Sunday, December 27, 2015
Review: A Kiss Before the Apocalypse
I'm still searching for another series to scratch the itch I currently have, the hard-boiled noir urban fantasy which maybe plays with religious tropes of various kinds and might have an anti-heroish main character. This book wasn't that. It was something else.
First, the reading. Luke Daniels is one of my favorite readers, with a nimble voice and a talent for accents. This time, not so much. His reading was absolutely stiff, and most of his voices were just growly. Of course, that colors the story itself.
The story itself didn't play fair. It danced hard on my emotional buttons -- it's rare that I read a book in this genre and have tears running down my face. More than once. Too many times, really, but that wasn't a negative. Sniegoski knows how to hit emotional beats. Arm those beats with a Black Labrador dog, and I stand no chance. Dirty pool, as my dad would say. The plot was pretty strong, and while there were a few dangling threads here and there, it wound up fairly well. Again, of course, the hero saves the world -- this time from the Four Horsemen of the Apocalypse and a missing Angel of Death (Echoes of Kadrey's Killing Pretty here, although I think this was published much earlier, so maybe it's Kadrey's book that is the echo). The humor was gentle and the tension fairly mild but consistent.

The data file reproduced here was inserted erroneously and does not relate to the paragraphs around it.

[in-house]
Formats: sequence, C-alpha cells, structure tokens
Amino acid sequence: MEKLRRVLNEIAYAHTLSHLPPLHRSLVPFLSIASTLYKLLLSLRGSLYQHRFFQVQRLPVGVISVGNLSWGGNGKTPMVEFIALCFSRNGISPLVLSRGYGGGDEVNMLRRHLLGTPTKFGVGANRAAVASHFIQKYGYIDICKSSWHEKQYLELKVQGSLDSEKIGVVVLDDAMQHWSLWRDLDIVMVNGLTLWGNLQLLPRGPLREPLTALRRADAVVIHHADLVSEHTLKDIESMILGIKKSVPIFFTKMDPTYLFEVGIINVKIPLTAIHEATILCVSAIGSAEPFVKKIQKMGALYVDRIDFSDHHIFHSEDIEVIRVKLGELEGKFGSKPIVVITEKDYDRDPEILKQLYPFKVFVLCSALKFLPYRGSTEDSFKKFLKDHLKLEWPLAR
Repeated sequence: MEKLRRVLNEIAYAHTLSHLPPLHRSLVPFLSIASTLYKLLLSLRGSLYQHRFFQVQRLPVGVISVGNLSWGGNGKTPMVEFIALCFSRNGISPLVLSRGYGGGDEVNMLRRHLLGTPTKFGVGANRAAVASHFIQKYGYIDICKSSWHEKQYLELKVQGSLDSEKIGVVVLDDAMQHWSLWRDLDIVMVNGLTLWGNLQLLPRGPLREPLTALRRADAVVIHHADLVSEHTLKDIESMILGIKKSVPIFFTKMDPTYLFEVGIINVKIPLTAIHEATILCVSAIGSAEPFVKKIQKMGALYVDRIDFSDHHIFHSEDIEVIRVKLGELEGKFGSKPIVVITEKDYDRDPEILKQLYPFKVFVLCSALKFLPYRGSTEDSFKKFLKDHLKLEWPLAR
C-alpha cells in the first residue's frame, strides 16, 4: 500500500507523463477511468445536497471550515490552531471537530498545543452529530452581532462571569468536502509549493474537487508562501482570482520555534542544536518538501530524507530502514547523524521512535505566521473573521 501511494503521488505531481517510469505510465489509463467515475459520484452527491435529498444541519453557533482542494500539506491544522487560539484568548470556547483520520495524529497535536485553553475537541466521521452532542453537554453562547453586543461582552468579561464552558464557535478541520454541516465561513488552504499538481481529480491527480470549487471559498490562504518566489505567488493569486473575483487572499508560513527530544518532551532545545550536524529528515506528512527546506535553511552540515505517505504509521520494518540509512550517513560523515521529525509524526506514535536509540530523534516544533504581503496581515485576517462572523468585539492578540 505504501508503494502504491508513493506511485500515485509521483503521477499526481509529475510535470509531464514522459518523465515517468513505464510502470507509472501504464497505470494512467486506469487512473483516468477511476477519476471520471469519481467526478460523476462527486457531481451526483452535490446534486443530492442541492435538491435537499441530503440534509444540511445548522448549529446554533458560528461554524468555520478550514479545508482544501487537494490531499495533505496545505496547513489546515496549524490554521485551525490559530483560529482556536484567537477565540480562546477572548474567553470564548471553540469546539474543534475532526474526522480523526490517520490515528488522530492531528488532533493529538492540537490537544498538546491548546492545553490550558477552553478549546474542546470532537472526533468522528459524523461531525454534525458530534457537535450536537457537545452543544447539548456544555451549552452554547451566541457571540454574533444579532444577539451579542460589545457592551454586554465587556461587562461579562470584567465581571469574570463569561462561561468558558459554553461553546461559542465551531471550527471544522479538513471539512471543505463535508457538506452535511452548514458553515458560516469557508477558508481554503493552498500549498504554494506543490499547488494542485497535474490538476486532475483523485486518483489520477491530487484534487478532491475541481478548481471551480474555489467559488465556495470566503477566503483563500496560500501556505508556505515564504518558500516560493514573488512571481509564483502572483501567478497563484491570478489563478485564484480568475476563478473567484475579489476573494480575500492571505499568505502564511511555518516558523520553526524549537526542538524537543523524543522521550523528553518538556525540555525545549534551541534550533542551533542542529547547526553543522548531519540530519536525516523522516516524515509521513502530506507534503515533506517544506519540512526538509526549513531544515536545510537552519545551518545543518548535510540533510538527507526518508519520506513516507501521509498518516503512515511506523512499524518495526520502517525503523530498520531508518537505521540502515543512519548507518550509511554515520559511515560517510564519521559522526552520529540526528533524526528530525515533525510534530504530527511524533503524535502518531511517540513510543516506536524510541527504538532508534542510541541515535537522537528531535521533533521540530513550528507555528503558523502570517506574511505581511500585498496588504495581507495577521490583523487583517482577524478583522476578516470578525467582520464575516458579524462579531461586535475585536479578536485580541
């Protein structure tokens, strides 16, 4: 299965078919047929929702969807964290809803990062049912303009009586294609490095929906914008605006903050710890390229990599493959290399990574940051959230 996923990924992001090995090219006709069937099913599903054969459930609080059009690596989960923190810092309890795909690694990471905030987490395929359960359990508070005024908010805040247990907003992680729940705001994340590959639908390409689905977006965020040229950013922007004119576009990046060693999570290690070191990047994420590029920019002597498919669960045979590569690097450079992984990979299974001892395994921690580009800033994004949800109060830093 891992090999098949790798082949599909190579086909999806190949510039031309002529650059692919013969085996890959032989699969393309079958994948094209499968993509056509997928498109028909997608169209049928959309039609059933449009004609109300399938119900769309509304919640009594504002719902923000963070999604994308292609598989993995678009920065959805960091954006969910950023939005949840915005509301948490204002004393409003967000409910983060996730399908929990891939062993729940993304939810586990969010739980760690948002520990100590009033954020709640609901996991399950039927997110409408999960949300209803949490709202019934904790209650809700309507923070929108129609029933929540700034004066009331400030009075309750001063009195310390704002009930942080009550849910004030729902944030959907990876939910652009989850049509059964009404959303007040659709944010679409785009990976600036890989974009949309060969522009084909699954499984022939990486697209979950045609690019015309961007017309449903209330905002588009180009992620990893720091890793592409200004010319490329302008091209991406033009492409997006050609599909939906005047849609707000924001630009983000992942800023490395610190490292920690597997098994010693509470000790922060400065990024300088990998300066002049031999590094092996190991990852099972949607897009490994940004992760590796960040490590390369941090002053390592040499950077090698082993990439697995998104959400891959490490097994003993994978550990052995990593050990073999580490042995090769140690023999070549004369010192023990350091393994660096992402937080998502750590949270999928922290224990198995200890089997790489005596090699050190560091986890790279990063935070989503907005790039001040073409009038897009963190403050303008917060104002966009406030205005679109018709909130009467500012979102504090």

Unusual for this genre, the story is told in third person limited, with a couple of jaunts to see things from other characters. Most stories like this are in first person. I had to adjust my thinking for that. Characters were full and easy to separate, for the most part. Of course, because Remy is a hero instead of an anti-hero, I had no trouble liking him and sympathizing with him.
My one solid complaint is the slow, almost languorous, fight/action scenes. The action was going on, but the author used lots of long, detailed, descriptive sentences to narrate it. One in particular struck me, when a character pulled a knife from a pocked in his jacket underneath a coat (the original was more descriptive). Why the clothing detail? Why couldn't he just pull a knife and stick it into something or someone? The extra detail was just so much molasses poured onto what should have been a sharp, tight, forward pressing scene. This happened in every action sequence, almost like the author was bubble wrapping the sharp edges. He has scary stuff going on, but he doesn't use his talent for hitting emotional buttons once the fists start flying. He seems to be pulling back, placing distance between the mean stuff and the reader. This did not work for me. It drained the tension right out of everything. I couldn't even pretend not to know how things would end.
Remy Chandler isn't a hard boiled, edgy main character. He's a hero without doubt, with few shades of grey making him up. The blackest thing about him is his dog, Marlowe, and Marlowe is a black Lab (and mostly comic relief/dependent character emotional button). The world is not nuanced enough for my tastes. It's a perfectly good world, but I don't know really all that much about it, and I am not invested in it.
I guess this is a case of another book I liked enough to finish, but not so much to heartily recommend. I'm still debating if I want to continue the series, to see how the next one works now that the baseline is set. Or I might go on to something else for a while. I'm still itchy.